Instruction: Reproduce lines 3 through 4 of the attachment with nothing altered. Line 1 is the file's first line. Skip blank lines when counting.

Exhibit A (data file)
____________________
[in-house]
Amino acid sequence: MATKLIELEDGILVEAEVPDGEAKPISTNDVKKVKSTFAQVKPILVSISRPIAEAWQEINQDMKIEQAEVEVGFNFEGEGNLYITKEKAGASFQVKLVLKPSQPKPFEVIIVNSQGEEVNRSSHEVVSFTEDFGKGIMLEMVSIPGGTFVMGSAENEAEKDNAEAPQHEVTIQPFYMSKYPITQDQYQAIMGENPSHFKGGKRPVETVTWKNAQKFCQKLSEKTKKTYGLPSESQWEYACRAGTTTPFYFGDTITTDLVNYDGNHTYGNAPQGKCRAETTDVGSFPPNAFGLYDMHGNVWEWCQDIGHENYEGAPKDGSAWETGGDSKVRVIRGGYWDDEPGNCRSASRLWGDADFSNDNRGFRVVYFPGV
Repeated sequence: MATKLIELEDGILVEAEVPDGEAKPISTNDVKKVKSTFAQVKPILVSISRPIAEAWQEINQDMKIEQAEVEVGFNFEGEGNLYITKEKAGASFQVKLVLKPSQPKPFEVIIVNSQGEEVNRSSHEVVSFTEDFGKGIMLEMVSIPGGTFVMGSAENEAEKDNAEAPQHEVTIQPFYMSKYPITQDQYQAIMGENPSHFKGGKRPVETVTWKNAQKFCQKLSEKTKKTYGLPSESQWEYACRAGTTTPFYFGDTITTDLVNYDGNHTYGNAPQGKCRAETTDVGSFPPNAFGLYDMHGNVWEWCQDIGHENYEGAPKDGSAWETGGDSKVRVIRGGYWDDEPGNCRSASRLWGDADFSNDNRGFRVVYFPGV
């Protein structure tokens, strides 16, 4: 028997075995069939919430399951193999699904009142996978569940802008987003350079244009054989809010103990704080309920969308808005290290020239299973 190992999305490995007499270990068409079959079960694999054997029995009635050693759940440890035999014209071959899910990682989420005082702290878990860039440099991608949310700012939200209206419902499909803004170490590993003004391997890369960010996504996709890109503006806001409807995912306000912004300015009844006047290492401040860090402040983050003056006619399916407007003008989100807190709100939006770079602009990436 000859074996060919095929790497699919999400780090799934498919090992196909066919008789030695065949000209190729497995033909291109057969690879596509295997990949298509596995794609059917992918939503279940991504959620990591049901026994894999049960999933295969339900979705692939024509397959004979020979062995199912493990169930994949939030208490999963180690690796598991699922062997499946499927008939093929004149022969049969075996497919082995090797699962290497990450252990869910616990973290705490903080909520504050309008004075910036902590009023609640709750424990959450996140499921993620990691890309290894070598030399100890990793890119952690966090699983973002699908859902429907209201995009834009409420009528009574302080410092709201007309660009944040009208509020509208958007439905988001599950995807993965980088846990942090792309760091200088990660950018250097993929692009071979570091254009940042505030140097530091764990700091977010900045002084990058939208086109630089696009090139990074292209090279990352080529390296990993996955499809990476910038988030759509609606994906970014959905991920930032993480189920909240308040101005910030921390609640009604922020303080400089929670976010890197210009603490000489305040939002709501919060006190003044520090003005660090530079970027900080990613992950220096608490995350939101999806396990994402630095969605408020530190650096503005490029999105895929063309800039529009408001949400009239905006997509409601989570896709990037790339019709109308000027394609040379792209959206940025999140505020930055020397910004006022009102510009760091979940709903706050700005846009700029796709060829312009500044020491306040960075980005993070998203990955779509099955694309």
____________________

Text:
Repeated sequence: MATKLIELEDGILVEAEVPDGEAKPISTNDVKKVKSTFAQVKPILVSISRPIAEAWQEINQDMKIEQAEVEVGFNFEGEGNLYITKEKAGASFQVKLVLKPSQPKPFEVIIVNSQGEEVNRSSHEVVSFTEDFGKGIMLEMVSIPGGTFVMGSAENEAEKDNAEAPQHEVTIQPFYMSKYPITQDQYQAIMGENPSHFKGGKRPVETVTWKNAQKFCQKLSEKTKKTYGLPSESQWEYACRAGTTTPFYFGDTITTDLVNYDGNHTYGNAPQGKCRAETTDVGSFPPNAFGLYDMHGNVWEWCQDIGHENYEGAPKDGSAWETGGDSKVRVIRGGYWDDEPGNCRSASRLWGDADFSNDNRGFRVVYFPGV
């Protein structure tokens, strides 16, 4: 028997075995069939919430399951193999699904009142996978569940802008987003350079244009054989809010103990704080309920969308808005290290020239299973 190992999305490995007499270990068409079959079960694999054997029995009635050693759940440890035999014209071959899910990682989420005082702290878990860039440099991608949310700012939200209206419902499909803004170490590993003004391997890369960010996504996709890109503006806001409807995912306000912004300015009844006047290492401040860090402040983050003056006619399916407007003008989100807190709100939006770079602009990436 000859074996060919095929790497699919999400780090799934498919090992196909066919008789030695065949000209190729497995033909291109057969690879596509295997990949298509596995794609059917992918939503279940991504959620990591049901026994894999049960999933295969339900979705692939024509397959004979020979062995199912493990169930994949939030208490999963180690690796598991699922062997499946499927008939093929004149022969049969075996497919082995090797699962290497990450252990869910616990973290705490903080909520504050309008004075910036902590009023609640709750424990959450996140499921993620990691890309290894070598030399100890990793890119952690966090699983973002699908859902429907209201995009834009409420009528009574302080410092709201007309660009944040009208509020509208958007439905988001599950995807993965980088846990942090792309760091200088990660950018250097993929692009071979570091254009940042505030140097530091764990700091977010900045002084990058939208086109630089696009090139990074292209090279990352080529390296990993996955499809990476910038988030759509609606994906970014959905991920930032993480189920909240308040101005910030921390609640009604922020303080400089929670976010890197210009603490000489305040939002709501919060006190003044520090003005660090530079970027900080990613992950220096608490995350939101999806396990994402630095969605408020530190650096503005490029999105895929063309800039529009408001949400009239905006997509409601989570896709990037790339019709109308000027394609040379792209959206940025999140505020930055020397910004006022009102510009760091979940709903706050700005846009700029796709060829312009500044020491306040960075980005993070998203990955779509099955694309």